Haha yeah, laser keyboards didn't last long. I know a few people who used those rubber roll-up keyboards though!

The type cover has really grown on me, felt cramped at first but now my prefered keyboard. Probably because I use it so much. Never could get used to the touch cover, cannot get used to touch based mice either.

Do you think we will actually be typing in a decade from now? I mean, do you think we will actually have to type out our words? It's interesting. I think typing will become less and less. Pretty soon we'll be able to produce text from thought. Physical keys will become a thing of the past and legacy devices will most likely have touch keyboards. Interesting!

Typing will be around in a decade, easily. I'll go on record to say that I don't think thought based text entry will be remotely prevalent in twenty years. It would be amazing, but I think there will be too many obstacles to it for general use. I wouldn't be surprised though if it came before flying cars.

It's about how easy that is to achieve. If you have to put on a space helmet to do it, and it costs $5000 then it won't be popular. I think throat-microphones and recognition of very quiet voices are a more likely option. That could be annoying though in an office full of whispering.

For students writing (typing) exhaustive theses, physical keyboards are very important. Touch keyboard is indeed very good (I love it on my Lumia 920), but for my academic work as well as long emails, I still prefer my PC :)

For lots of typing, nothing beats a good *mechanical* keyboard. Unicomp, Filco, WASD, Das Keyboard...the list goes on.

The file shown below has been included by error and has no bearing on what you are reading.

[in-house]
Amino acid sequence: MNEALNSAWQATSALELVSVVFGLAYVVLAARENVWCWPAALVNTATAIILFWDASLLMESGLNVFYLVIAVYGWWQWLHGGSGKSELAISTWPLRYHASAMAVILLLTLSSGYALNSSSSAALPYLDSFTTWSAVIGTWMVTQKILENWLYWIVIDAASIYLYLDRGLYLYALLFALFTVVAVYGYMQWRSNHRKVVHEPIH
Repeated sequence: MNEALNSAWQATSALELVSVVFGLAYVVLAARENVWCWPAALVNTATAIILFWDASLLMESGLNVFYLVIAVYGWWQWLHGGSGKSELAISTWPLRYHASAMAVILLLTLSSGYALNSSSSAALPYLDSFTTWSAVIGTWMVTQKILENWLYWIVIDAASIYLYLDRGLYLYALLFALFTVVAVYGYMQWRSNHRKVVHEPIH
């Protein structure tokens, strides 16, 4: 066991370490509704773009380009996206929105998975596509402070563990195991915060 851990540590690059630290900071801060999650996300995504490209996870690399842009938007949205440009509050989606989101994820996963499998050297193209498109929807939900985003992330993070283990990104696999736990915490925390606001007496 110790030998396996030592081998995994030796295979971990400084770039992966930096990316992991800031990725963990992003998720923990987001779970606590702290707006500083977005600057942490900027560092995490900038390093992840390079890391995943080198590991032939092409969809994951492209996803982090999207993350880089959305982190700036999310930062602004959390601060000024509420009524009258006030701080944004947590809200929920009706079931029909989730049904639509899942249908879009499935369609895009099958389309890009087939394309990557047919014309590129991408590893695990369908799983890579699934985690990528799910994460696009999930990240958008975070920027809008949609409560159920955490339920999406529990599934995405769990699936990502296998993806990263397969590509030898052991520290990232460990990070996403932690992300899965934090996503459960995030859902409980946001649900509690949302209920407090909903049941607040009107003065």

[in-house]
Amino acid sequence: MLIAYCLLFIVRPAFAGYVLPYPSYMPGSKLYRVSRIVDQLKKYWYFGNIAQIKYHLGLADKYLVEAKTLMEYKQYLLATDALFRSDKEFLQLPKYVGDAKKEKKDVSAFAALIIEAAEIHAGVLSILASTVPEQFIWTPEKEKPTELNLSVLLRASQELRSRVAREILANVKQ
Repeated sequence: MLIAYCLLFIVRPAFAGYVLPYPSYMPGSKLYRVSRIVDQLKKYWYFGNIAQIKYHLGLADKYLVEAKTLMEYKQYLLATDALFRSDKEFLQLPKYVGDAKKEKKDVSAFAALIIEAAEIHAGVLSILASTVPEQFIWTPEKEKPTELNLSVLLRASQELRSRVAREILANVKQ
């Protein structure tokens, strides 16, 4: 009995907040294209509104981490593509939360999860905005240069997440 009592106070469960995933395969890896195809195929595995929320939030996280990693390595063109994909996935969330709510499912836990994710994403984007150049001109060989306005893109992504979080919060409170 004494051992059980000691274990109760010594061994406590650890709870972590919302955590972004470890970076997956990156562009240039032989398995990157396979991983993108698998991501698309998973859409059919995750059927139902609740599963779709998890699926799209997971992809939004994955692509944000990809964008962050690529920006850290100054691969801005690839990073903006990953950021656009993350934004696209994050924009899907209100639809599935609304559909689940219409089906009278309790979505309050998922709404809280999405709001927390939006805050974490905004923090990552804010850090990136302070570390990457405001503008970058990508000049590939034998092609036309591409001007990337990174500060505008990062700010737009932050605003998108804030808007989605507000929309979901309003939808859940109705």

I think that it is important to note that we (everyone posting here) are acclimated to interfacing with our devices in a certain way due to a complex mix of legacy (QUERTY due to physical keys locking up.  Yes, my first type writer was a manual strike), cultural (the guy dictating his email in the office is seen as "that guy"), technology (BlackBerry keyboards made me a wiz at thumbing), etc.
 
The next generation could use other input methods, better ones, more productive.  My opinion is that all of us old farts will retard the advances in device interface due to our lack of plasticity to change.  Lord knows I don't want to learn a better keying then QWERT.

The touch cover is visually a really nice keyboard but I don't like the tactile feedback I receive from it

I have an X1Carbon too. 3444-54U to be specific. I love it. I also love my Surface RT & Pro. And of course my L920.

Keyboards will continue to exist for as long as computers will. Touchscreens and virtual touch keyboards probably go mainstream, but they won't make physical keyboards redundant anymore than laptops made desktops redundant. And offices around the world are proof that the desktop is still quite alive and thriving.

Actually, about the less injury part, I've been suffering from tendonitis for the last three years, so I know a lost about injuries caused by keyboards. I bought the new touch keyboard hoping it would help, but it turns out you have to put so much pressure on the keys to make them work that it actually made things worse. I wish there was a function to personalize the pressure needed to write with it. So I ended up buying the type keyboard, which requires much less pressure and is much better for me. I still kept the touch keyboard and use it one in a while to make sure I don't always do the same kinds of movements with my fingers.

Use a chair with arms to lean your elbows on, and don't use one of those wacky keyboard or mouse rests. I tried those once and my wrists hurt for days after!